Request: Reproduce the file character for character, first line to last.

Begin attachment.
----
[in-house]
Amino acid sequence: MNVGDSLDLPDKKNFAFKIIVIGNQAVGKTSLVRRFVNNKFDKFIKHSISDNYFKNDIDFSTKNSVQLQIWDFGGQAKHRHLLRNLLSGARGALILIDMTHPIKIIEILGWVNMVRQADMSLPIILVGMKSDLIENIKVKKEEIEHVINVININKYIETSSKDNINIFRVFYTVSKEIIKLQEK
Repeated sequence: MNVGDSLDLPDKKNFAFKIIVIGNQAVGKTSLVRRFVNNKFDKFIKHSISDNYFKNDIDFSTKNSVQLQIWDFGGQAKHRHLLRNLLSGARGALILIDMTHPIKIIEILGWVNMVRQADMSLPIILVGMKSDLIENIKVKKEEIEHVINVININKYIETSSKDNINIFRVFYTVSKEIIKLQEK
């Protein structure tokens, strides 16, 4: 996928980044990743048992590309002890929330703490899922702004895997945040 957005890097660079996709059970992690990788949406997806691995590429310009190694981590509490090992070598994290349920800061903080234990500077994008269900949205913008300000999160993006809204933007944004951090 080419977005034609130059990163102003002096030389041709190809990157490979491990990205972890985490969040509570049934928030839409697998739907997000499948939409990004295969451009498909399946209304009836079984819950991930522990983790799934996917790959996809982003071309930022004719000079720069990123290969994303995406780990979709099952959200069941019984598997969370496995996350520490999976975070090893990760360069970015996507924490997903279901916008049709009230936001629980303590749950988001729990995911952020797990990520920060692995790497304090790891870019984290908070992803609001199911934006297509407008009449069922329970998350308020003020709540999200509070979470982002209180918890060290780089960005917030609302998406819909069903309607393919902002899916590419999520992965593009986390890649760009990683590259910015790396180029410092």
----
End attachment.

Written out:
[in-house]
Amino acid sequence: MNVGDSLDLPDKKNFAFKIIVIGNQAVGKTSLVRRFVNNKFDKFIKHSISDNYFKNDIDFSTKNSVQLQIWDFGGQAKHRHLLRNLLSGARGALILIDMTHPIKIIEILGWVNMVRQADMSLPIILVGMKSDLIENIKVKKEEIEHVINVININKYIETSSKDNINIFRVFYTVSKEIIKLQEK
Repeated sequence: MNVGDSLDLPDKKNFAFKIIVIGNQAVGKTSLVRRFVNNKFDKFIKHSISDNYFKNDIDFSTKNSVQLQIWDFGGQAKHRHLLRNLLSGARGALILIDMTHPIKIIEILGWVNMVRQADMSLPIILVGMKSDLIENIKVKKEEIEHVINVININKYIETSSKDNINIFRVFYTVSKEIIKLQEK
């Protein structure tokens, strides 16, 4: 996928980044990743048992590309002890929330703490899922702004895997945040 957005890097660079996709059970992690990788949406997806691995590429310009190694981590509490090992070598994290349920800061903080234990500077994008269900949205913008300000999160993006809204933007944004951090 080419977005034609130059990163102003002096030389041709190809990157490979491990990205972890985490969040509570049934928030839409697998739907997000499948939409990004295969451009498909399946209304009836079984819950991930522990983790799934996917790959996809982003071309930022004719000079720069990123290969994303995406780990979709099952959200069941019984598997969370496995996350520490999976975070090893990760360069970015996507924490997903279901916008049709009230936001629980303590749950988001729990995911952020797990990520920060692995790497304090790891870019984290908070992803609001199911934006297509407008009449069922329970998350308020003020709540999200509070979470982002209180918890060290780089960005917030609302998406819909069903309607393919902002899916590419999520992965593009986390890649760009990683590259910015790396180029410092």